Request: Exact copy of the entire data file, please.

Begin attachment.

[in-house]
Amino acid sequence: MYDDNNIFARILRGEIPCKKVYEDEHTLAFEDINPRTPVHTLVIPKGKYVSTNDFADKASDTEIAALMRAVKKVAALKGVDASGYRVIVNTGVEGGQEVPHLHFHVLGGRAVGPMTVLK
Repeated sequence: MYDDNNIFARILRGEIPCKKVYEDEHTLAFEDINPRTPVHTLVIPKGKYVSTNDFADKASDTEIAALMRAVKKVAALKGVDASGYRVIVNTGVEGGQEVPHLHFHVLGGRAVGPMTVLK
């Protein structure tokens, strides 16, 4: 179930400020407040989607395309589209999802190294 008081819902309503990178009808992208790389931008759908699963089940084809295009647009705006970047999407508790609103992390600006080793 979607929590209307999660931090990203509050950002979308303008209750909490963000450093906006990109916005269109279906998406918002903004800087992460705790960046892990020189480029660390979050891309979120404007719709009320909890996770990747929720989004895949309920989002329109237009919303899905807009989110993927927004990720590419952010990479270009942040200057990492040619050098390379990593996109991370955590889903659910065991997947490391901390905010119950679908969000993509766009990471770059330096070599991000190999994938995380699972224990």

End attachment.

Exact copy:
[in-house]
Amino acid sequence: MYDDNNIFARILRGEIPCKKVYEDEHTLAFEDINPRTPVHTLVIPKGKYVSTNDFADKASDTEIAALMRAVKKVAALKGVDASGYRVIVNTGVEGGQEVPHLHFHVLGGRAVGPMTVLK
Repeated sequence: MYDDNNIFARILRGEIPCKKVYEDEHTLAFEDINPRTPVHTLVIPKGKYVSTNDFADKASDTEIAALMRAVKKVAALKGVDASGYRVIVNTGVEGGQEVPHLHFHVLGGRAVGPMTVLK
């Protein structure tokens, strides 16, 4: 179930400020407040989607395309589209999802190294 008081819902309503990178009808992208790389931008759908699963089940084809295009647009705006970047999407508790609103992390600006080793 979607929590209307999660931090990203509050950002979308303008209750909490963000450093906006990109916005269109279906998406918002903004800087992460705790960046892990020189480029660390979050891309979120404007719709009320909890996770990747929720989004895949309920989002329109237009919303899905807009989110993927927004990720590419952010990479270009942040200057990492040619050098390379990593996109991370955590889903659910065991997947490391901390905010119950679908969000993509766009990471770059330096070599991000190999994938995380699972224990």